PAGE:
office below the rank of Deputy Superintendent of Police.
Power to make rules -- (1) The State government may make rules for the
purpose of carrying out the provisions of this Act.
All rules made under this act shall be laid, as soon as may be, after
they are so made, before the House of the State legislature, while it is
in session, f a period of not less than fourteen days day which may be
comprised in one session or in two successive sessions and if, before
the expiry of the session in which they are so laid or the session
immediately following, the House of the State Legislature makes any
modification in any of such rules or resolves that any such rule should
not be made, such rule shall, thereafter, have effect only in such
modified form or be of no effect, as the case may be, so however, that
any such modification or annulment shall be without prejudice to the
validity of anything previously done thereunder..
OF OBJECTS AND REASONS
has been observed by the State Government that some religious and other
institutions, bodies and individuals are found to the involved in
unlawful conversion from one religion to another by allurement or by
fraudulent means or forcibly which at times has caused annoyance in the
community belonging to the other religion. The inter-religious fabric is
weakened by such illegal activities and causes land and order problem
for the law enforcing machinery of the State.
order to curb such illegal activities and to maintain harmony amongst
persons of various religions, it has been considered expedient to enact
a special law for the purpose
Bill seeks to achieve the aforesaid objective
submissions on Rajasthan Dharma Swatantrya Bill, 2006 by Supreme Court
Senior Advocate Rajeev Dhawan’s `Public Interest Litigation Support
and Research Centre’
This is a response to the Rajasthan Dharma Swatantrya Bill, 2006
which has presently been approved by the Rajasthan Cabinet and will be
placed in the Legislature for approval.
WHAT THE CONSTITUTION MAKERS DEVISED: RIGHT TO BELIEF,
CONVERSION, PROPAGATION OF FAITH AND FREE SPEECH
The Constitution makers were concerned with the following
speech and expression [Article 19(1)(a)]
conscience [Article 25(1)]
profess, practice and propagate religion [Article 25(1)]
While the initial draft of the Constitution did not include the
term propagate, after deliberations in the Fundamental Rights Sub
Committee, Minorities Sub Committee , the Advisory Committee and the
Constituent Assembly, it was concluded that propagation would form a part
of the right to religion.
in the Courts
This ambit of the Constitutional protection of conversion was
examined by the Supreme Court in the Rev.
Stainislus case in which the Madhya Pradesh and the Orissa laws were
challenged on the ground of violation of Art. 25. The salient features of
the judgement are the following:
It held that
what Article 25(1) grants is not the right to convert another person to
one's own religion by exposition of its tenets."
It was held
that since any attempt at conversion was likely to result in a breach of
public order affecting the community at large, the State legislatures
would have the competence to enact the legislation.
CRITIQUE OF THE rajasthan LEgisLATION: PURPOSE AND INTENT
In order to critique the Bill, the purpose and intent of the Bill
has to be examined. While the malafide of a legislative enactment cannot
be challenged, the Supreme Court has rightly held that ‘the Court can tear
the veil to decide the real nature of the statute’. Tearing the veil
legislative purpose; and,
The Statement of Objects
and Reasons of the present Bill states as follows:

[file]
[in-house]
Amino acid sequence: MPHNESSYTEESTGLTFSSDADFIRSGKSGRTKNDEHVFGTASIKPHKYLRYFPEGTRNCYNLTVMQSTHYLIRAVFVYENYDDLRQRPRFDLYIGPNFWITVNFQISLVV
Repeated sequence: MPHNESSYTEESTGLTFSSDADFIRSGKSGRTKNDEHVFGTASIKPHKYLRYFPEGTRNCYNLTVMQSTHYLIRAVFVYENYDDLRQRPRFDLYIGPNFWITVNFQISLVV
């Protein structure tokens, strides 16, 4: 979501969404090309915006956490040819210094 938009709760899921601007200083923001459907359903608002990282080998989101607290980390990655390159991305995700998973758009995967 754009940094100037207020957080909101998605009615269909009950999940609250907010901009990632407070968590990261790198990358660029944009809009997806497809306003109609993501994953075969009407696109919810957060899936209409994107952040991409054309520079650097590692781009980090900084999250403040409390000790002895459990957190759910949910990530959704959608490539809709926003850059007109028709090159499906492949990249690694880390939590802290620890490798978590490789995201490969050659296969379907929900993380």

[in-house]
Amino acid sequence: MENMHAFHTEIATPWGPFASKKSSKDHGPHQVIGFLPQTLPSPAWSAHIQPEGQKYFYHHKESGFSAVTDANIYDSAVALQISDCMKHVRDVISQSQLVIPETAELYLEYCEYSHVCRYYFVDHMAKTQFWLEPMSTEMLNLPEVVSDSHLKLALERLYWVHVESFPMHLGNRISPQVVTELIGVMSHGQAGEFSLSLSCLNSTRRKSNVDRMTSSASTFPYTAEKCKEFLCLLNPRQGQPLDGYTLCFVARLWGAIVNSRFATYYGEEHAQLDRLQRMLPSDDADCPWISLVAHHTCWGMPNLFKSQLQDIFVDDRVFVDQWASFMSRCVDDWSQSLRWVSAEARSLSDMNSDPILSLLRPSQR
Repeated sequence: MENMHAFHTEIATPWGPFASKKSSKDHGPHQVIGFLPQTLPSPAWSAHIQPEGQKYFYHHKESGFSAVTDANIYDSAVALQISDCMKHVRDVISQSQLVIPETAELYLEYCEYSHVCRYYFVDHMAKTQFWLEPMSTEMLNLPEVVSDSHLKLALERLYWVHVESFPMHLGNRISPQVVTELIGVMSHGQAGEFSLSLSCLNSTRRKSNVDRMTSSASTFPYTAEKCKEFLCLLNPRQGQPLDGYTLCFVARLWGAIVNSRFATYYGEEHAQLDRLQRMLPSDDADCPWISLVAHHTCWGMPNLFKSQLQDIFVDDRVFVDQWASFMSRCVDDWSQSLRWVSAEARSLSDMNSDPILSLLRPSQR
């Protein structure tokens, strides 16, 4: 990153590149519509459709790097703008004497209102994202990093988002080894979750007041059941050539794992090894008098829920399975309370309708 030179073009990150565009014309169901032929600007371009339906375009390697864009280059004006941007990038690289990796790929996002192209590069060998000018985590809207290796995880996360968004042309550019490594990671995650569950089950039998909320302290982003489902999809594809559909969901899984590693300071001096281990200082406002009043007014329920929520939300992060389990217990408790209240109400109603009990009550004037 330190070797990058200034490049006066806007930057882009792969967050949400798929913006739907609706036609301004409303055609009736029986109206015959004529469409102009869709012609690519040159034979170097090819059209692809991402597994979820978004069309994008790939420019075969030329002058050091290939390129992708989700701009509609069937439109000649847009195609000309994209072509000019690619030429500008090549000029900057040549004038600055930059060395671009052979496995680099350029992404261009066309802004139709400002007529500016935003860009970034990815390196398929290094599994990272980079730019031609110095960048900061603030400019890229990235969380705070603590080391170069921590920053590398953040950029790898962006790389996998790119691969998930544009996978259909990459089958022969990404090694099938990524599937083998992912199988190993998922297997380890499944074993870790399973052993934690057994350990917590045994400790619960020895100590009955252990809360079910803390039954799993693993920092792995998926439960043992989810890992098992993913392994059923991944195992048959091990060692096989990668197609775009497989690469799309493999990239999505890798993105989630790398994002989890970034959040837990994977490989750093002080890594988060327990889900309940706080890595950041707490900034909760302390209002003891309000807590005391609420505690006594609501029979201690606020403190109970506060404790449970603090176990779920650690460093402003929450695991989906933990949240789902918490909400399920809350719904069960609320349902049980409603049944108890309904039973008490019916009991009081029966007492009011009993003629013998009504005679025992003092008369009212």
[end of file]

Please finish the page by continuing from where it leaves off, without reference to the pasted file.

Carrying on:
has been observed by the State Government that some religious and other
institutions, bodies and individuals are found to the involved in unlawful
conversion from one religion to another by allurement or by fraudulent
means or forcibly which at times has
caused annoyance in the community belonging to the other religion.
The inter-religious fabric is weakened by such illegal activities and causes
land and order problem for
the law enforcing machinery of the State. [Emphasis added]
order to curb such illegal activities and to maintain harmony amongst
persons of various religions, it has been considered expedient to enact a
special law for the purpose.
In the context of restrictions on fundamental rights, public order
has specific technical meaning which has been narrowly tailored by the
Supreme Court. The Court has held that public order is something more than
the mere maintenance of law and order and acts which disturb law and order
may not amount to a threat to the public order. Thus, public order is a
narrower and more rigid classification of the former and the two cannot be
According to the statement of objects and reasons, the introduction
of this Bill was desirable and necessary because of the following reasons:
caused to a religious community; and
Law and order
Both of these reasons are completely
inadequate to justify a restraint of the manner imposed in the Bill
As has been
seen, law and order is not congruous to public order and restrictions
cannot be imposed on Constitutional freedoms on the ground of law and
order. In the present context, if there are any inter-religious tensions
because of conversion, the state has been amply empowered by the Indian
Penal Code to deal with such situations. Chapter XV of the IPC gives the
State wide ranging powers to deal with law and order problems arising out
of religious tensions.
caused to a religious community is completely unacceptable as a ground for
restricting Constitutional freedoms. The State is empowered under the IPC
and the CrPC to regulate behaviour such as speech, publications,
demonstrations, etc which may cause annoyance to religious communities.
DETAILED ANALYSIS OF THE BILL
Short title, extent and
commencement (Section 1)
legislative amendments have a provision stating that they shall come into
force when the Government, in its discretion, deems fit to notify it by
publishing it in the Official Gazette. However, in this case, there is no
such discretion as the Bill itself provides that it shall come into force
at once. In this respect, the Bill is placed on par with legislations such
as TADA, POTA, which involve matters of such grave public implication and
urgency such that the Government can have no discretion in them coming
Definitions Clause (Section
of unlawful is overbroad,
circular and open to misinterpretation especially as it is dependant on
the other provisions of the Bill, which are in themselves over inclusive